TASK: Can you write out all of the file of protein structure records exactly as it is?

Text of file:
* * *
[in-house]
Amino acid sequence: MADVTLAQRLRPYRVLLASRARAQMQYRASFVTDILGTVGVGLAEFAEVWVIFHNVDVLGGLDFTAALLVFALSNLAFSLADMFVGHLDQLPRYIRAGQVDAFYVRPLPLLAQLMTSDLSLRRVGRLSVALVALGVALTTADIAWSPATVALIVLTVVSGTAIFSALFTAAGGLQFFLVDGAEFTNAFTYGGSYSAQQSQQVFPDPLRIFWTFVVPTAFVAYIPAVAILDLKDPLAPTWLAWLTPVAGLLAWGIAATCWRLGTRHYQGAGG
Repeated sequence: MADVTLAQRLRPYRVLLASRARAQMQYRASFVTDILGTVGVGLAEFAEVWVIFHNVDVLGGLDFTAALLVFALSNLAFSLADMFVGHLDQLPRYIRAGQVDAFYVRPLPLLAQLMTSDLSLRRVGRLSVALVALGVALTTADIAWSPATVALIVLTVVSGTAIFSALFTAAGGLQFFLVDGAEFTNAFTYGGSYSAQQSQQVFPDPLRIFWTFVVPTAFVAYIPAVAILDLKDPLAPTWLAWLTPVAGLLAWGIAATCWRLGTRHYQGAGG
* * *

[in-house]
Amino acid sequence: MADVTLAQRLRPYRVLLASRARAQMQYRASFVTDILGTVGVGLAEFAEVWVIFHNVDVLGGLDFTAALLVFALSNLAFSLADMFVGHLDQLPRYIRAGQVDAFYVRPLPLLAQLMTSDLSLRRVGRLSVALVALGVALTTADIAWSPATVALIVLTVVSGTAIFSALFTAAGGLQFFLVDGAEFTNAFTYGGSYSAQQSQQVFPDPLRIFWTFVVPTAFVAYIPAVAILDLKDPLAPTWLAWLTPVAGLLAWGIAATCWRLGTRHYQGAGG
Repeated sequence: MADVTLAQRLRPYRVLLASRARAQMQYRASFVTDILGTVGVGLAEFAEVWVIFHNVDVLGGLDFTAALLVFALSNLAFSLADMFVGHLDQLPRYIRAGQVDAFYVRPLPLLAQLMTSDLSLRRVGRLSVALVALGVALTTADIAWSPATVALIVLTVVSGTAIFSALFTAAGGLQFFLVDGAEFTNAFTYGGSYSAQQSQQVFPDPLRIFWTFVVPTAFVAYIPAVAILDLKDPLAPTWLAWLTPVAGLLAWGIAATCWRLGTRHYQGAGG